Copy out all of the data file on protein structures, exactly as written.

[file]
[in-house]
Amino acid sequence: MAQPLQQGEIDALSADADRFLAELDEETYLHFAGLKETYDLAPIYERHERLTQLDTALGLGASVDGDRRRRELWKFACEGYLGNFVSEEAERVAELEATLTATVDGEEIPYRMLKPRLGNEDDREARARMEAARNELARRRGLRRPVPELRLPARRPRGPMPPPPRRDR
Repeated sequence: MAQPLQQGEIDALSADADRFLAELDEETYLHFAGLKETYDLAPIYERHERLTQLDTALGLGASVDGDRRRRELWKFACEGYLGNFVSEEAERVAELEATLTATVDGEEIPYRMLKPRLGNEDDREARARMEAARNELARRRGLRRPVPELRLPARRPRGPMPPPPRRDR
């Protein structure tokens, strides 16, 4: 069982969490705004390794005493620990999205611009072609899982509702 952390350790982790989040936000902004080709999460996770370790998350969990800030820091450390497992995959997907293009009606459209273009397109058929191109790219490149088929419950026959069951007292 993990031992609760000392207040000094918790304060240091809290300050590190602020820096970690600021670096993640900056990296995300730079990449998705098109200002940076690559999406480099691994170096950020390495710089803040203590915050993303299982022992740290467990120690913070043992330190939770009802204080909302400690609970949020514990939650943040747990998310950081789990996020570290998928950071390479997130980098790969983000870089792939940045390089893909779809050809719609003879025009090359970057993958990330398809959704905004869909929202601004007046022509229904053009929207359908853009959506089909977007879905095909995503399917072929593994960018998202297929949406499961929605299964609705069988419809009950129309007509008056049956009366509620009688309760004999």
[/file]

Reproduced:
[in-house]
Amino acid sequence: MAQPLQQGEIDALSADADRFLAELDEETYLHFAGLKETYDLAPIYERHERLTQLDTALGLGASVDGDRRRRELWKFACEGYLGNFVSEEAERVAELEATLTATVDGEEIPYRMLKPRLGNEDDREARARMEAARNELARRRGLRRPVPELRLPARRPRGPMPPPPRRDR
Repeated sequence: MAQPLQQGEIDALSADADRFLAELDEETYLHFAGLKETYDLAPIYERHERLTQLDTALGLGASVDGDRRRRELWKFACEGYLGNFVSEEAERVAELEATLTATVDGEEIPYRMLKPRLGNEDDREARARMEAARNELARRRGLRRPVPELRLPARRPRGPMPPPPRRDR
């Protein structure tokens, strides 16, 4: 069982969490705004390794005493620990999205611009072609899982509702 952390350790982790989040936000902004080709999460996770370790998350969990800030820091450390497992995959997907293009009606459209273009397109058929191109790219490149088929419950026959069951007292 993990031992609760000392207040000094918790304060240091809290300050590190602020820096970690600021670096993640900056990296995300730079990449998705098109200002940076690559999406480099691994170096950020390495710089803040203590915050993303299982022992740290467990120690913070043992330190939770009802204080909302400690609970949020514990939650943040747990998310950081789990996020570290998928950071390479997130980098790969983000870089792939940045390089893909779809050809719609003879025009090359970057993958990330398809959704905004869909929202601004007046022509229904053009929207359908853009959506089909977007879905095909995503399917072929593994960018998202297929949406499961929605299964609705069988419809009950129309007509008056049956009366509620009688309760004999």